Checking with the copyright catalogue, I find copyright was made in 1963 by J. P. Moore but was never renewed, which means the book has entered the public domain. The author is long since deceased.
THIS STRANGE TOWN–LIBERAL MISSOURI
A HISTORY OF THE EARLY YEARS
1880 – 1910
BY J. P. MOORE
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The Neutral Strip, or No Man’s Land
The Neutral Strip, referred to in the story of Waggoner’s Addition and the Barbed Wire Fence, was not necessarily so “neutral.” It was solely the property of Mr. Walser and he had the right to do with it as he pleased, so long as the use was not a public nuisance. If the fence was a nuisance is a moot question. Here is how the strip was created: In establishing the north line of his original town plot, Mr. Walser had dropped back 57 and 1/2 feet south from his property line, leaving this strip, 57 and 1/2 feet wide, and in equal length to the width of the town plat. It may be located by beginning at the Methodist church, which sits squarely upon it. Then run in both directions, east to Denton Street and west to the Missouri Pacific railroad right-of-way.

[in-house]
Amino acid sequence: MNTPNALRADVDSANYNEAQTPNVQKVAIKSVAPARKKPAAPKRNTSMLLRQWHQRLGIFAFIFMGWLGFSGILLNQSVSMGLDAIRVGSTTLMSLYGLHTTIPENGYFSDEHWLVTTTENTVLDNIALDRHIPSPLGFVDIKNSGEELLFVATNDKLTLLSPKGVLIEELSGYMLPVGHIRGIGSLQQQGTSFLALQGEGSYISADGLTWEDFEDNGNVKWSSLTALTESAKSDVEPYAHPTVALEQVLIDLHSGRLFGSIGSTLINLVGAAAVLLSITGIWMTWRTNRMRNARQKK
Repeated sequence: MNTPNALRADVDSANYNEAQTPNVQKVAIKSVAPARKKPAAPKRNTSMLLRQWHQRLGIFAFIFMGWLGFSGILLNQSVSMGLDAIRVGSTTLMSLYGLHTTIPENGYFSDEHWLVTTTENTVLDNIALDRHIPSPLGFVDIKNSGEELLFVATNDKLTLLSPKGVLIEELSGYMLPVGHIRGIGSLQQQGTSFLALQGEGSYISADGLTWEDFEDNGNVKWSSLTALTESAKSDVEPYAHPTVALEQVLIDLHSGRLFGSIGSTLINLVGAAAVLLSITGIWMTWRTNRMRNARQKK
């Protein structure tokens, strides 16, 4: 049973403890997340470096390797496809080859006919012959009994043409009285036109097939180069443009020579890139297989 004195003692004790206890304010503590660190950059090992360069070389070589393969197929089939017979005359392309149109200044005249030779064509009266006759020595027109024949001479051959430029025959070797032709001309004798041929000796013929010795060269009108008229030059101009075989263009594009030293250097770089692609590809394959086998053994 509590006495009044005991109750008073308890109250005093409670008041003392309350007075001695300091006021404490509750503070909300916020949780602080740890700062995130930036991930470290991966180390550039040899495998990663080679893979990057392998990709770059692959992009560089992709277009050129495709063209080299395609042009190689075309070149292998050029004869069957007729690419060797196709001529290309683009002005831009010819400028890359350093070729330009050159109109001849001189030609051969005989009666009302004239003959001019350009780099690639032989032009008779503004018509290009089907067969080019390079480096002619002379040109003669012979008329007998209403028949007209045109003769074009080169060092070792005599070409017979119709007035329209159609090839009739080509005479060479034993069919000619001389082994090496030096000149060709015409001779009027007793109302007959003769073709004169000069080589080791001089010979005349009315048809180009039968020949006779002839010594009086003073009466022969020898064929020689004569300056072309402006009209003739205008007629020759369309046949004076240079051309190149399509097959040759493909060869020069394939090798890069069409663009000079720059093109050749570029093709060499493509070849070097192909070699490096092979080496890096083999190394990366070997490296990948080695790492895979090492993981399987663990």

This strip remains today an unplatted island, or enclave, within the perimeter of Liberal. There is no record of this strip ever having been platted or annexed to the city as an addition.
In the earlier days of Liberal, this strip was called “No Man’s Land.”
I have the verbal opinion of a competent attorney that if there be anyone holding possession of some part of this strip, without title originating with Mr. Walser or his legal heirs, they are apparently doing so by virtue of what, in legal terminology, is called “adverse possession,” or in common vernacular “squatter’s rights,” validated by term possession. At least some of this strip has been absorbed by adjacent properties.
While the Methodist church is situated upon a segment of this strip, the church does have clear title in regular form. The story of the church will be found in more detail under the heading,”The Churches Came.”